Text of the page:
by Ateenyi Rachel Kivuna, ABM Associate Attorney


Private security companies are increasingly popular in Uganda. But getting them properly registered requires more work than most other types of companies. This article will help make the requirements and processes more clear for those who are interested in starting their own private security company.


When a country’s population increases, so do many social problems such as unemployment, corruption, and insecurity. Uganda is no exception to this, and the country is grappling with high levels of unemployment, which causes many youth to turn to a life of crime. Robberies, banks heists, kidnappings, and murder, which often originate from organized crime, are commonplace, and many of the crimes go unsolved. This heightens public feelings of insecurity and mistrust of ordinary security organizations due to the belief that these government institutions have been infiltrated by criminal elements.


To overcome this, the government partners with private security organizations to improve the overall security of the country. Today, many middle class people and organizations opt for private security service providers.


Registering a private security company is more complicated than registering other companies. By definition, a "Private Security Organization” is one which undertakes private investigations as to facts or as to the character of a person, or one which performs services of watching, guarding or patrolling for the purpose of providing protection against crime.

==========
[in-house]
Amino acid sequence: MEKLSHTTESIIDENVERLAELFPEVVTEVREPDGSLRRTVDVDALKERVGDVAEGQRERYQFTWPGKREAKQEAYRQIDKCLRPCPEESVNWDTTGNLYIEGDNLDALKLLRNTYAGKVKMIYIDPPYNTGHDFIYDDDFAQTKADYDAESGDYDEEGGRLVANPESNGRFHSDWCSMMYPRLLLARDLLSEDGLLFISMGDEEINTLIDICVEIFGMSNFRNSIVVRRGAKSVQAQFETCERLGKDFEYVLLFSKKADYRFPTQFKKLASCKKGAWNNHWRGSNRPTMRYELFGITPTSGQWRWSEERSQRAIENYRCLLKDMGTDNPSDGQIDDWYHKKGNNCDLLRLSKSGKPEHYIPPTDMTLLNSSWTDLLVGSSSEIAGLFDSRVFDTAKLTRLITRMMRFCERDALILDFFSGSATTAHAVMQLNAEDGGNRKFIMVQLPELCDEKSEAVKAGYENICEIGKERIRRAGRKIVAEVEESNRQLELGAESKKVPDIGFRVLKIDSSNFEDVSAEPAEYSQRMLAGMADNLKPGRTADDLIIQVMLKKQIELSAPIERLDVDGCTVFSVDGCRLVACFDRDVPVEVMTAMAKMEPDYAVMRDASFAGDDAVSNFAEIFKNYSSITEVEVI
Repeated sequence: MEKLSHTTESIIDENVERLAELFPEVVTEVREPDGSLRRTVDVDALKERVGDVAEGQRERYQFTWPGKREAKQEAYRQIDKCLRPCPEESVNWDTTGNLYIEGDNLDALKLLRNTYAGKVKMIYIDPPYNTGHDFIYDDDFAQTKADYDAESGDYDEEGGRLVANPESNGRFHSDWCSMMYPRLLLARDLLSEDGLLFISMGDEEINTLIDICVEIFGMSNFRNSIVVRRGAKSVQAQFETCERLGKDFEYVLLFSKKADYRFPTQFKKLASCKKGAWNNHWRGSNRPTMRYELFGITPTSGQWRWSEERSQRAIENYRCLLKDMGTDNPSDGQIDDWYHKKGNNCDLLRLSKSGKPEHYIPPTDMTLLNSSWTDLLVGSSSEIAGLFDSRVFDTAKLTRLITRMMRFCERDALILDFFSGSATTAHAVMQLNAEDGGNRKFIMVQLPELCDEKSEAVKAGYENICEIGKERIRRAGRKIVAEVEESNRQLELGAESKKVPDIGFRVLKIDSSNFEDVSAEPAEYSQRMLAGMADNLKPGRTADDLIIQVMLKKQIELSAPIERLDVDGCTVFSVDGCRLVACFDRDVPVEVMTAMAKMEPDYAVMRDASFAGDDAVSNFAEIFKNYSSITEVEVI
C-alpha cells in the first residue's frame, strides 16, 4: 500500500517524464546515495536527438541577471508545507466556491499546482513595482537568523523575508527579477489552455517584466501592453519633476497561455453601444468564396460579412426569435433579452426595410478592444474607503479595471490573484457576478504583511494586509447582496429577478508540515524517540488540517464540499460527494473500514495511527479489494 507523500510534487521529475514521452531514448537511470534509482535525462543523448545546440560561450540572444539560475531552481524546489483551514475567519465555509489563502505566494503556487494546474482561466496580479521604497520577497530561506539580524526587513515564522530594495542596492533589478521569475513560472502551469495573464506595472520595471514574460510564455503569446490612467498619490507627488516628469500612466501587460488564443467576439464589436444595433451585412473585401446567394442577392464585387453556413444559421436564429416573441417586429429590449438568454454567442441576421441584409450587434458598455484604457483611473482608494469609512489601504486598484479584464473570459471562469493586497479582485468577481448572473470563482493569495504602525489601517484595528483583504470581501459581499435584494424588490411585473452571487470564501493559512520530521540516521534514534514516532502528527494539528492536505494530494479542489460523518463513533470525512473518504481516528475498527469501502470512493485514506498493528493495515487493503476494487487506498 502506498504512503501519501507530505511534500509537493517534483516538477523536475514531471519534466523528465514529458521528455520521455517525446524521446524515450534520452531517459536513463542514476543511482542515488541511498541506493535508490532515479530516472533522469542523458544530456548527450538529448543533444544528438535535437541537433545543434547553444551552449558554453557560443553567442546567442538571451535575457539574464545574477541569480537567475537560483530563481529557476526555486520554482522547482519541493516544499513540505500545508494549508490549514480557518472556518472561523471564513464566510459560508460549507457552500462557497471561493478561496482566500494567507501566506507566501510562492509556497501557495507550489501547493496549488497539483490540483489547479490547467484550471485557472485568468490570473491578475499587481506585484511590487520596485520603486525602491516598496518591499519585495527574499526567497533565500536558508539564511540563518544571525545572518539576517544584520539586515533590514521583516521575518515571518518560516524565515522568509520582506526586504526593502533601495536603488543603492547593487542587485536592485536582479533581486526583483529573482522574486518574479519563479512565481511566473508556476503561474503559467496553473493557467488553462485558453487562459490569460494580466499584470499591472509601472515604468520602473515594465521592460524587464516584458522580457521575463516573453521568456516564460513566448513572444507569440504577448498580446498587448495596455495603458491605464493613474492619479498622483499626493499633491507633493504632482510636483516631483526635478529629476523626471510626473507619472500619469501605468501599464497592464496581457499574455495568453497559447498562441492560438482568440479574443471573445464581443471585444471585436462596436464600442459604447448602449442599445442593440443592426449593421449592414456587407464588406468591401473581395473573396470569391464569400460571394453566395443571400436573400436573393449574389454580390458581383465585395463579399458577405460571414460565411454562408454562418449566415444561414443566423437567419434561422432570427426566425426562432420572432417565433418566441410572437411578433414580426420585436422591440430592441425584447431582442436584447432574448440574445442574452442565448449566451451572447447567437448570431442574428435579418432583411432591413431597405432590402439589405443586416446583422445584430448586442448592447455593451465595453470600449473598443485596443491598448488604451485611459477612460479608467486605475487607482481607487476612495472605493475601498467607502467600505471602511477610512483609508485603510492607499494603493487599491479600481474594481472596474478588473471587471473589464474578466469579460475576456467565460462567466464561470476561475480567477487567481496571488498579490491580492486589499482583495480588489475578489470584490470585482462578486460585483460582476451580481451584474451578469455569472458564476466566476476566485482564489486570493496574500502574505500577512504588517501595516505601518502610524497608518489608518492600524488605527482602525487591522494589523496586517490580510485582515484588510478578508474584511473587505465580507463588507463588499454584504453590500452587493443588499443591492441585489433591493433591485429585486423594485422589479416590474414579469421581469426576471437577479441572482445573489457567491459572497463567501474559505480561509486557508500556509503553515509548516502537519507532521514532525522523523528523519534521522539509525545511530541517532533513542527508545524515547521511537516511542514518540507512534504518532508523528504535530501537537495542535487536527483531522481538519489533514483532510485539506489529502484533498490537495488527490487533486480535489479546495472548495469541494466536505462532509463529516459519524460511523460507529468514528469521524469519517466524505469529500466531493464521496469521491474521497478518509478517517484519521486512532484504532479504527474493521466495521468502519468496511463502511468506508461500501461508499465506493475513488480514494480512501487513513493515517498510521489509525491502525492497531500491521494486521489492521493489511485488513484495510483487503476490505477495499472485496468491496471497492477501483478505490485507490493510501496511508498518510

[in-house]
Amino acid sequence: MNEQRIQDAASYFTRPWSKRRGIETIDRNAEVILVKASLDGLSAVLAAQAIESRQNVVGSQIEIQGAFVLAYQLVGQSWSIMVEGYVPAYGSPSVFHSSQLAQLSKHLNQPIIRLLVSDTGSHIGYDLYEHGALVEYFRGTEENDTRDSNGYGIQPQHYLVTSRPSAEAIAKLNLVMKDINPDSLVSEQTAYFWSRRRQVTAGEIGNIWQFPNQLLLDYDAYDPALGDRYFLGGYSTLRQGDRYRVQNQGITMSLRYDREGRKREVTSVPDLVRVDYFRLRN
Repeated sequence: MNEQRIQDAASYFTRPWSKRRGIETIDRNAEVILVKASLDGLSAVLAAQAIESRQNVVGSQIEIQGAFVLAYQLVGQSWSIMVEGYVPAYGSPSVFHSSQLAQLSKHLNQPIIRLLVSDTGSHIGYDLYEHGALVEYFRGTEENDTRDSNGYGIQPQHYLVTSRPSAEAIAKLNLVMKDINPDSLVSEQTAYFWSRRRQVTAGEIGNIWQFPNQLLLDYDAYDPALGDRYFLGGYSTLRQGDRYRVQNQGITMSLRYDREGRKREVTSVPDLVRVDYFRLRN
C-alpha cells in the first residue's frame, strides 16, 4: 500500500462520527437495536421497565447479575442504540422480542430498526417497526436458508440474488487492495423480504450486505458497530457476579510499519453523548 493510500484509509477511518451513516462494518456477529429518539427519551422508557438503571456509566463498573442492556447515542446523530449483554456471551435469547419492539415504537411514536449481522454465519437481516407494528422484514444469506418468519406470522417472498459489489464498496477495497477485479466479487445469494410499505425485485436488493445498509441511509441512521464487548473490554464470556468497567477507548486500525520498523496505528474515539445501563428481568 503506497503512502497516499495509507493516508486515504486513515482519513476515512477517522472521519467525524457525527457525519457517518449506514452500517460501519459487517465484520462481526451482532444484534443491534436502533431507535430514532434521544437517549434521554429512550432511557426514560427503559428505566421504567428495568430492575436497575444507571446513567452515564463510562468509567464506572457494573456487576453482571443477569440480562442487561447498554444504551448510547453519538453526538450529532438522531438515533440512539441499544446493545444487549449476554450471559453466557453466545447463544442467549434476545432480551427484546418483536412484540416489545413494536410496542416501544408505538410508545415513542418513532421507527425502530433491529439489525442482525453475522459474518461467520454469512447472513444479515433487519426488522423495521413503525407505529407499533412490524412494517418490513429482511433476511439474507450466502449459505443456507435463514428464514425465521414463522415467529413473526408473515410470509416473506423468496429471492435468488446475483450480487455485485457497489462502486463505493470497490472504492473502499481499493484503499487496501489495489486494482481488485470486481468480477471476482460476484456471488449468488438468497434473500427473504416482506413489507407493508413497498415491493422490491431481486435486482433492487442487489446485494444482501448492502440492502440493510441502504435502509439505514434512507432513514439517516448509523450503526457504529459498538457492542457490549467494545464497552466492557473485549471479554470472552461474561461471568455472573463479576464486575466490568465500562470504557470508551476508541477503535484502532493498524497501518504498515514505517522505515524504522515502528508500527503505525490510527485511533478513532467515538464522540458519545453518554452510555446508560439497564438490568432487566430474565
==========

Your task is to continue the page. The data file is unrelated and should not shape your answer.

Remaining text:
The first step of getting a security company registered is by registering with Registrar of Companies at the Uganda Registration Services Bureau, as provided for in the Companies Act of 2O12.


Upon registering with the Company Registrar, the second step is obtaining the necessary approvals from the Uganda Police Force as required by the Police (Control of Private Security Organizations) Regulations of 2013. This requirement is mandatory since registration of security entities is done at the recommendation of the Inspector General of Police after an applicant has satisfied all the procedures for registering a private security organization.


Third, applications for licensing are made to the Inspector General of Police through the District Commander (DPC). Before a security company is given license to operate in Uganda it is vetted and approved by the district security committee. The considerations taken into account during the vetting of intending security organizations are the name to be registered and the intended use of firearms and other security equipment to be used. Additionally, the District Police Commander instructs the special branch officer and the Criminal Investigations Department to scrutinize the backgrounds of the directors for any criminal records and for capitalization of the company, etc. . . .


Once these three steps are completed, the private security company is legally allowed to operate in Uganda.